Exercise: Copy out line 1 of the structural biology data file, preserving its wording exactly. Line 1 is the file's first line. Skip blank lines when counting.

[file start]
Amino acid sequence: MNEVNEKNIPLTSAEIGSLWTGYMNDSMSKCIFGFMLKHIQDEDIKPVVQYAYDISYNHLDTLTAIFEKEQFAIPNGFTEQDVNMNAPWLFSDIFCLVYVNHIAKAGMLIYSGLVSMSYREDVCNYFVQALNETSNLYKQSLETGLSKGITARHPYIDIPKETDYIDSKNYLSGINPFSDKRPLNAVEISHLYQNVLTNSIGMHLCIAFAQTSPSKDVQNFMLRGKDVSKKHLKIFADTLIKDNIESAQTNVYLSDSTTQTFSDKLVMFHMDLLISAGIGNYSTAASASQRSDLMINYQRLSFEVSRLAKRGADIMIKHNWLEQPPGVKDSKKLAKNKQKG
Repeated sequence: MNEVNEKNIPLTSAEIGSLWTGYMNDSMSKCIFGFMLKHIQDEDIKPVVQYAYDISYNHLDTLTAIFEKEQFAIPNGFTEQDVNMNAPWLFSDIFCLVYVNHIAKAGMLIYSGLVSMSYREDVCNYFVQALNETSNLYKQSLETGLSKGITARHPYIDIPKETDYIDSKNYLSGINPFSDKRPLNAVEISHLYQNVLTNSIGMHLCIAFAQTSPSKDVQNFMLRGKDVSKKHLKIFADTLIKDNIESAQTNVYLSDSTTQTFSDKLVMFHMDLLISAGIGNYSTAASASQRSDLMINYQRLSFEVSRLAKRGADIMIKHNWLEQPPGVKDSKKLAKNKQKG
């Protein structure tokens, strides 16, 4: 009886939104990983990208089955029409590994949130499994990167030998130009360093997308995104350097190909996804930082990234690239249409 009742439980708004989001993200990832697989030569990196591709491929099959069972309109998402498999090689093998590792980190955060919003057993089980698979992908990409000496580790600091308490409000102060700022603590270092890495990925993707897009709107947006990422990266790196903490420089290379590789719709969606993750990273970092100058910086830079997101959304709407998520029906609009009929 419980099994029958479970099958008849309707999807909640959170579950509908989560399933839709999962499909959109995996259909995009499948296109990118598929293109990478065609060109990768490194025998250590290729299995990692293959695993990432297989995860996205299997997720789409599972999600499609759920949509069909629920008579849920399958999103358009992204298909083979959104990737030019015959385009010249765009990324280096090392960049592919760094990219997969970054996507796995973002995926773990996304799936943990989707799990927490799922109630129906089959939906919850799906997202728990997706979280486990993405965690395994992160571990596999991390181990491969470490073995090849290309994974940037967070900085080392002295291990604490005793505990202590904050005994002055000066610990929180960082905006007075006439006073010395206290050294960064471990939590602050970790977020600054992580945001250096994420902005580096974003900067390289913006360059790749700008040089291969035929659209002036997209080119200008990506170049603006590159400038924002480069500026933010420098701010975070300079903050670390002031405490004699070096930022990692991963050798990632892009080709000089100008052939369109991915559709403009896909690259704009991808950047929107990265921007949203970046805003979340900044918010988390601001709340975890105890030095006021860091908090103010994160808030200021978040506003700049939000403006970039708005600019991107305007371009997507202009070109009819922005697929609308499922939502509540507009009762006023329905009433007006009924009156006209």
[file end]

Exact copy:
Amino acid sequence: MNEVNEKNIPLTSAEIGSLWTGYMNDSMSKCIFGFMLKHIQDEDIKPVVQYAYDISYNHLDTLTAIFEKEQFAIPNGFTEQDVNMNAPWLFSDIFCLVYVNHIAKAGMLIYSGLVSMSYREDVCNYFVQALNETSNLYKQSLETGLSKGITARHPYIDIPKETDYIDSKNYLSGINPFSDKRPLNAVEISHLYQNVLTNSIGMHLCIAFAQTSPSKDVQNFMLRGKDVSKKHLKIFADTLIKDNIESAQTNVYLSDSTTQTFSDKLVMFHMDLLISAGIGNYSTAASASQRSDLMINYQRLSFEVSRLAKRGADIMIKHNWLEQPPGVKDSKKLAKNKQKG